(CNN)In many ways, Kevin "Knox" Johnson III is just like most 8-year-olds.
The kid enjoys building marble runs. He's obsessed with knock-knock jokes. In school, he excels at math and learning languages. He also loves to sing along to musicals, and he dreams about sharing with the world the beats he makes in GarageBand.
But the Baltimore boy is different from other kids in one major way: He is autistic, and his mother said he embraces that as a superpower.
"My son is joyful and whimsical and always fun to be around," said Jennifer White-Johnson, Knox's mom. "From the very beginning of his life, I have worked to make sure I am giving him the tools to be confident in his identity and comfortable with his unique skills, his differences and the beauty of the person he is."
While the Johnson family celebrates autism every day, the party is particularly meaningful on April 2, annual World Autism Awareness Day. This is an event that encourages awareness about the existence of autism and the roughly 4 million autistic individuals around the world.
For some members of the autism community, the day also kicks off a month-long campaign toward greater acceptance and appreciation of autism. On Facebook, Twitter and Instagram, parents like White-Johnson will spend the next four weeks sharing insights about their autistic children to help outsiders understand more about autism.
Many advocates see the annual event as an opportunity to act on behalf of autistic individuals and lobby for more services, equal treatment and an individualized approach to just about everything.
"No matter how you choose to look at it, autism is a part of the human fabric," said Steve Silberman, author of "Neurotribes: The Legacy of Autism and the Future of Neurodiversity." "Some of the things we know now that we didn't know 10 years ago is just how prevalent it really is, and that autistic people are more like neurotypical people than anybody has thought for decades."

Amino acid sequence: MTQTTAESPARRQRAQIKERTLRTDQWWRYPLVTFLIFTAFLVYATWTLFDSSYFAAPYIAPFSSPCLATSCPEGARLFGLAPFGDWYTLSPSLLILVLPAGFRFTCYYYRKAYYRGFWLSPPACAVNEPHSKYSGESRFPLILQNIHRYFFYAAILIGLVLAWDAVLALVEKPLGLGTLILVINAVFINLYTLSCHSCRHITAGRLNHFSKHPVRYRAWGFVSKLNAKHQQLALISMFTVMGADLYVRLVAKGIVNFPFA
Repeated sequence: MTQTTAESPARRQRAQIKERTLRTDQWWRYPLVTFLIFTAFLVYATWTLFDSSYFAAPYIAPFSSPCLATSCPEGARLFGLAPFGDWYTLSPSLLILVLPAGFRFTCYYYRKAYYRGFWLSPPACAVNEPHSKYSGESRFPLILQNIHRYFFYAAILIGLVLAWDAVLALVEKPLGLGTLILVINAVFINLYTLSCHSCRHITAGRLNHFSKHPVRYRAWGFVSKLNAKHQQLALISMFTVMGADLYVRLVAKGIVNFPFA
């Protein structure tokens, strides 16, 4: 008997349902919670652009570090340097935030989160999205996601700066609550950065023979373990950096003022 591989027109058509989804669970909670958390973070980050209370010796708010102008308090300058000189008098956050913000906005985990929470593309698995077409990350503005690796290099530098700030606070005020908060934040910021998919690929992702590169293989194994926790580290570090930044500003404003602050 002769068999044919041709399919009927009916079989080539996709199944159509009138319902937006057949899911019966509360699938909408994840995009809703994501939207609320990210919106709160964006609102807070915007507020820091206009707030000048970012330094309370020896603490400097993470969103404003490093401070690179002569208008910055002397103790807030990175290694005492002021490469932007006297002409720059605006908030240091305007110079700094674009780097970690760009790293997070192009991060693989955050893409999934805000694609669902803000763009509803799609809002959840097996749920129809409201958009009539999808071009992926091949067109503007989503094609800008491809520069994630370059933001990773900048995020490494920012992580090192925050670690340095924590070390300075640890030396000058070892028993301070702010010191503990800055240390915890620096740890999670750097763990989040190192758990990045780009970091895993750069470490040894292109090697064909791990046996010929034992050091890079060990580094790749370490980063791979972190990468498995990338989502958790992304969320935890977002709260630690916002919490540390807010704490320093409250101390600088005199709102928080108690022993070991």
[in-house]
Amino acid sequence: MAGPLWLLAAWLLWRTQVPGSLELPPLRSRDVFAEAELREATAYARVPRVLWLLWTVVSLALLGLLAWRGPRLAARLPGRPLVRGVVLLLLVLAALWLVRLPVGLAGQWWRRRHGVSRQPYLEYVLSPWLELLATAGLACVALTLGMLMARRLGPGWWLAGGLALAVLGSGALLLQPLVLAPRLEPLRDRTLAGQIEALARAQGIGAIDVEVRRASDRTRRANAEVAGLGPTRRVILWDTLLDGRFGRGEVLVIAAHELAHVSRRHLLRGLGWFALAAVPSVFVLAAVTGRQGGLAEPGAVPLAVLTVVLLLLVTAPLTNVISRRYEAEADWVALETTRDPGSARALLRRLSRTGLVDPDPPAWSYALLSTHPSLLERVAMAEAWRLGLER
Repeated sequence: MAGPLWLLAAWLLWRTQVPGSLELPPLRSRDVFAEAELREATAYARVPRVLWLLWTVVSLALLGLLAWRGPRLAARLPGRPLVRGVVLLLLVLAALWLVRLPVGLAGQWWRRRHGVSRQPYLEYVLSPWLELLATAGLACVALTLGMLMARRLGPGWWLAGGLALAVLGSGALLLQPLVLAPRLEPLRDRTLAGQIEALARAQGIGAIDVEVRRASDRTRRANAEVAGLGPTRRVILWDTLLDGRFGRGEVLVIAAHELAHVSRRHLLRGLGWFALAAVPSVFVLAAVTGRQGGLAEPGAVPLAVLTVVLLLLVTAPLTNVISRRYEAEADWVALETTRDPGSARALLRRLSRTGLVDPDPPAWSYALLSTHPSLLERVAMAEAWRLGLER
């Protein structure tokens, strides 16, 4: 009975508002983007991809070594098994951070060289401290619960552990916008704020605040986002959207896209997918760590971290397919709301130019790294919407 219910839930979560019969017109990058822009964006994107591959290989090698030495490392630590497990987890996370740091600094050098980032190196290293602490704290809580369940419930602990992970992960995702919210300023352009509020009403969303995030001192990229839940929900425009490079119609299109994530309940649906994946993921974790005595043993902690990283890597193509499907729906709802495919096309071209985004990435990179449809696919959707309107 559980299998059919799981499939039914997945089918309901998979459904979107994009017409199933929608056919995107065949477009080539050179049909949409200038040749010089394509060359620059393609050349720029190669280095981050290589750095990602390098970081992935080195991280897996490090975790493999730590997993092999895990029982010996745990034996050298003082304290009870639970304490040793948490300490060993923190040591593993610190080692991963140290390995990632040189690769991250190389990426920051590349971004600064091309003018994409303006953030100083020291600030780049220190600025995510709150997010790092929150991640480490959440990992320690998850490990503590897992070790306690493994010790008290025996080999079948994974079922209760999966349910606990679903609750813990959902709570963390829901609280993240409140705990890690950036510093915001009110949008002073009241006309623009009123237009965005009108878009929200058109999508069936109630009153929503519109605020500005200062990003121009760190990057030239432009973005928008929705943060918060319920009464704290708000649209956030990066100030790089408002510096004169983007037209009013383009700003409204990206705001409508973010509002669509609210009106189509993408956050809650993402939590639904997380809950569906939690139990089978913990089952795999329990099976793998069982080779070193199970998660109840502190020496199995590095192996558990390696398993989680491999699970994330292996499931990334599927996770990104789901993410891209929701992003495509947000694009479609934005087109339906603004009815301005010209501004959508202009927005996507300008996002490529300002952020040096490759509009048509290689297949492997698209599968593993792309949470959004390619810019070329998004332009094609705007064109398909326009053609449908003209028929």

What is autism?
Autism affects an estimated 1 in 54 children annually, according to 2020 data released by the US Centers for Disease Prevention and Control. This number represents a 10% increase over 2014, when the estimate was 1 in 59.
Generally, it is seen as a different way of thinking.
If we picture people as computers, autistic individuals have one-of-a-kind operating systems that enable them to process life and experience the world differently from the rest of the human population.
Researchers know relatively little about the condition that is considered the fastest-growing developmental disability. They know on average that autistic brains are larger and that they "prune," or shed, excess neurons more slowly than neurotypical brains.
Scientists also have identified that autism affects linkages between the parts of the brain that govern emotions, sensory input and executive functioning.
Multiple studies have proven there is no link between vaccines and autism, a misconception propagated by a small but vocal group of skeptics.
Additional research has shown that autistic individuals are less able to pick up on some of the socially rich features of an environment and incorporate them into a broader understanding of the world.
Experts simply don't know why.
Stephen Shore, clinical assistant professor at Adelphi University in Garden City, New York, described autism as a mystery and a puzzle, and noted that one of the biggest challenges in understanding the condition is that it presents differently in every patient.
"When you've met one autistic person, you've met one autistic person; that experience tells you nothing about autism as a whole," said Shore, who is autistic. "We need to be aware of, accept, and appreciate the incredible diversity that we find within the autism spectrum. What that suggests is that we need to get to know autistic people as individuals as opposed to a collection of characteristics."
The latest autism research
Research into autism is ongoing.
One March 2021 paper indicated the prevalence of autism in England is much higher than scientists there originally thought.
Another study co-authored by Kevin Pelphrey, the Harrison-Wood Jefferson Scholars Foundation Professor of Neurology at the University of Virginia Brain Institute in Charlottesville, suggested that autism may be fundamentally different in girls and boys.
As of press time this paper was set to be published in a forthcoming issue of the journal Brain.
Pelphrey's work is the latest in a series of recent investigations into a fascinating -- and perplexing -- statis